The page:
Virtue and Entertainment: Chinese Music in the Visual Arts

October 1, 2005 – March 26, 2006

Freer Gallery of Art
Jefferson Drive and 12th Street, SW
Washington, DC

Gallery 13 Floor Plan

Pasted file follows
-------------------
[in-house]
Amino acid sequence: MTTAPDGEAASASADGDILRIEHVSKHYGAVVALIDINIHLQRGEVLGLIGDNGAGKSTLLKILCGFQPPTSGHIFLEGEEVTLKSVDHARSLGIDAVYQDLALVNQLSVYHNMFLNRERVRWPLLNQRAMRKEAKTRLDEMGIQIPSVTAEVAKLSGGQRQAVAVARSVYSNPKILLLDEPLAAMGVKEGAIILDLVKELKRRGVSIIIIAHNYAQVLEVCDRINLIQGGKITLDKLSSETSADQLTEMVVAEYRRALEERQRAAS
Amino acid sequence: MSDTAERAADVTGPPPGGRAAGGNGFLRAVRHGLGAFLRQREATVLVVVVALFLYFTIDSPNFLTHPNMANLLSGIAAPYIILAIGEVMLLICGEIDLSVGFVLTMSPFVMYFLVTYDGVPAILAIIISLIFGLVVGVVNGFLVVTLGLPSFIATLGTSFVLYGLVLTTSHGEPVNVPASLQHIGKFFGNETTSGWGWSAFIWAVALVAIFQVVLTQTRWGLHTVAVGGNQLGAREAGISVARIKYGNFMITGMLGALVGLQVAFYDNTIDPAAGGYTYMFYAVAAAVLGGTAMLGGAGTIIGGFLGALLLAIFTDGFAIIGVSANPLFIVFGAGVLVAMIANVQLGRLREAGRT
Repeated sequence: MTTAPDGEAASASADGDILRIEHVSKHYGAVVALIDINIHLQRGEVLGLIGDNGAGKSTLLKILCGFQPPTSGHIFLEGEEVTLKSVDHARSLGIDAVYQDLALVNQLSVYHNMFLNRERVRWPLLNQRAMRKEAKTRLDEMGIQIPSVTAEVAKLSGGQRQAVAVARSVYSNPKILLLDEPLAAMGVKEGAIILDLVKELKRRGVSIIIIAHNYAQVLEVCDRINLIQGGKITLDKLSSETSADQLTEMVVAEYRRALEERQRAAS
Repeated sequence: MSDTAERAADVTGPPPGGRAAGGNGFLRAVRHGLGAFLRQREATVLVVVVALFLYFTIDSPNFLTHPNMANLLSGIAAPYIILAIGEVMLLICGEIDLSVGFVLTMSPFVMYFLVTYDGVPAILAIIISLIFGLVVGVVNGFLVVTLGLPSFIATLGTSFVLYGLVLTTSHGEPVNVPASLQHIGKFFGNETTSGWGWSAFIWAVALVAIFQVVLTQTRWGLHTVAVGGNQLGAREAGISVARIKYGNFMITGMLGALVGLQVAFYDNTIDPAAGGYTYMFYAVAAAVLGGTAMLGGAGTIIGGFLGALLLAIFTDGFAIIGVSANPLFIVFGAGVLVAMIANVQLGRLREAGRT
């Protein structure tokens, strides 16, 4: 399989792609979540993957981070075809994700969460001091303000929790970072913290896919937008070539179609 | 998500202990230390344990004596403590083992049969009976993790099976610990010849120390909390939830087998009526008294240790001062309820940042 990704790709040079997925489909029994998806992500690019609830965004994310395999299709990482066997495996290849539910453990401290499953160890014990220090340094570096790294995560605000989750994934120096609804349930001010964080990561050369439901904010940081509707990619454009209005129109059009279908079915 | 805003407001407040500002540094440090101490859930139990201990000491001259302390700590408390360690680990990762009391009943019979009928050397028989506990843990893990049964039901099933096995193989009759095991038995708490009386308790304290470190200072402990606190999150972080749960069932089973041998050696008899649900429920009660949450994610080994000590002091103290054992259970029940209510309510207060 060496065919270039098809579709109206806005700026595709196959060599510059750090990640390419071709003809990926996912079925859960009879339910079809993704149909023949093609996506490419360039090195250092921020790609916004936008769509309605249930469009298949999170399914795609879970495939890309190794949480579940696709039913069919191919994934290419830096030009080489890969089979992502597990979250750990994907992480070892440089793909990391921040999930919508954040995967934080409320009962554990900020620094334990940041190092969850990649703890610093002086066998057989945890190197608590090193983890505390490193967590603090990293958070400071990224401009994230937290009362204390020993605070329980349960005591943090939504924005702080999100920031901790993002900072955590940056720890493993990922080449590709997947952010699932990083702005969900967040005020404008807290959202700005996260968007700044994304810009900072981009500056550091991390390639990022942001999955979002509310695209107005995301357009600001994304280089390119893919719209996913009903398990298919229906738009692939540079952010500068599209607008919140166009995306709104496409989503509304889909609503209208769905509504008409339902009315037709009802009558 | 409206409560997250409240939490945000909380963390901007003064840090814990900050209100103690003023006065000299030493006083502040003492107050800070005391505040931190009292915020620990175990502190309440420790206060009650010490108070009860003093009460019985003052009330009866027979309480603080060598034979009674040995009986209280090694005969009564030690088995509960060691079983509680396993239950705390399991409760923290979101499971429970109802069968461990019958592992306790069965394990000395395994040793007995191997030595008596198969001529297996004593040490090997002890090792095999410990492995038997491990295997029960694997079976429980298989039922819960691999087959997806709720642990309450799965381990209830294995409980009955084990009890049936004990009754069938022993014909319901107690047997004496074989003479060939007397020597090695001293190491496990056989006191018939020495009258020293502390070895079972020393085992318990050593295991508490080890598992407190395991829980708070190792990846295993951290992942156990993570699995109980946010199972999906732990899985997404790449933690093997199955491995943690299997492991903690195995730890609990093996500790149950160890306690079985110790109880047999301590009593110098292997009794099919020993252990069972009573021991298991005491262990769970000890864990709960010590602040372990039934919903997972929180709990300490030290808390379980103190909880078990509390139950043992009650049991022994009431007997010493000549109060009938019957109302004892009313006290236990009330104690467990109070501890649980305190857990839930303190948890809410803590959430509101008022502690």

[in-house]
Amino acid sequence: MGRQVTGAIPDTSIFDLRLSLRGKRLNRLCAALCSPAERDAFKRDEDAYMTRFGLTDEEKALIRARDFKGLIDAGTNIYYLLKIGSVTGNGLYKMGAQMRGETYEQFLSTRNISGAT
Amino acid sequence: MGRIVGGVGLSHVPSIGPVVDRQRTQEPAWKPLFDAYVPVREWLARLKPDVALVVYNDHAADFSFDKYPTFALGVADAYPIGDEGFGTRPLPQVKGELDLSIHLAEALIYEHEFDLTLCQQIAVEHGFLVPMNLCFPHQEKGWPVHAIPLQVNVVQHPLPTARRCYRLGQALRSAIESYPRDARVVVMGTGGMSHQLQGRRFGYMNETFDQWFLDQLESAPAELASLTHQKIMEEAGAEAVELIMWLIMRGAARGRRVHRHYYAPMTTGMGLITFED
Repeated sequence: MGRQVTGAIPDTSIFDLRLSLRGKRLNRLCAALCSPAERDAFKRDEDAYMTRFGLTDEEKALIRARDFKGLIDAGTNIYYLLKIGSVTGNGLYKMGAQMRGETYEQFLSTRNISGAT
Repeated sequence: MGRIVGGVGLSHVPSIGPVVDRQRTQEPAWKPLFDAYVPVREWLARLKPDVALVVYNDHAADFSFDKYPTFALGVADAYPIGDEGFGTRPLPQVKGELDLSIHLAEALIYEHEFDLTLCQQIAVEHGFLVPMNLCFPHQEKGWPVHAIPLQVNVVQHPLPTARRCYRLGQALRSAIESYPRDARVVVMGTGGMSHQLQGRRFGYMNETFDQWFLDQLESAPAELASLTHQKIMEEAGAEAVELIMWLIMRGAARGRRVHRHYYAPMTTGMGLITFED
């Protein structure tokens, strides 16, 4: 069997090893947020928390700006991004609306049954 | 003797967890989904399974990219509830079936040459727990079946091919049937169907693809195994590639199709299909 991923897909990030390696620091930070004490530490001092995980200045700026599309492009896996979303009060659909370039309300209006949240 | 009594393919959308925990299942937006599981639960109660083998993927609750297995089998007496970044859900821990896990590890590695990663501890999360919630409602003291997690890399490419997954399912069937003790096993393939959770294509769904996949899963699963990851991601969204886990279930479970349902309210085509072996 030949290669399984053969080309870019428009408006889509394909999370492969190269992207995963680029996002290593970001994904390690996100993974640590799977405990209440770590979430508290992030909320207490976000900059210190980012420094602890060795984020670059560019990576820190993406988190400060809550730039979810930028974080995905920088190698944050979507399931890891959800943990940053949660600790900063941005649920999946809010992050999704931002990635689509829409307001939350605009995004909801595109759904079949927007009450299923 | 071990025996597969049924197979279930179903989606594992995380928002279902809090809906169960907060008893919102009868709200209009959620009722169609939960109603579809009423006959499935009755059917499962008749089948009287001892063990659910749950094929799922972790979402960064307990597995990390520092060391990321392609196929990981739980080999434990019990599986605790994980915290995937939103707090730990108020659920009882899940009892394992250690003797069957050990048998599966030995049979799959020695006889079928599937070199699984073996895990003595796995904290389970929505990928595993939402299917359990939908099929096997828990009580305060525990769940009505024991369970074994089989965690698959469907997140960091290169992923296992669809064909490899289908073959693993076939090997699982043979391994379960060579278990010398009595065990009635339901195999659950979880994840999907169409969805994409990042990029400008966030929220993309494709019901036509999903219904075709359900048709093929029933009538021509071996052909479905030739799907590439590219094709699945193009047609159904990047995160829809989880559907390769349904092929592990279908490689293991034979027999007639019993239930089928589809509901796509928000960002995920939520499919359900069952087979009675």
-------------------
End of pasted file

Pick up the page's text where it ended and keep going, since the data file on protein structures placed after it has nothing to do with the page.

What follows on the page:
Music played an important role in ancient Chinese culture and was also richly presented in the visual arts. On view are 36 paintings and objects, including a chime-bell from the 5th B.C.E., a bronze drum and a lacquered zither (each over 1000 years old), a Buddhist stone carving with instruments brought to China over the Silk Road, as well as more recent musical instruments. Paintings devoted to musical topics explore the status of the zither as the indispensable accessory of a cultivated scholar. Also, paintings of women and music include images of all-female ensembles playing music in an earthly garden as a sign of feminine erudition and refinement. A section on the flute presents the poetry of its music and its use in bawdy entertainment. In addition, the display of 20th-century calligraphies on musical themes brings the powerful connection between Chinese music and the visual arts into modern times.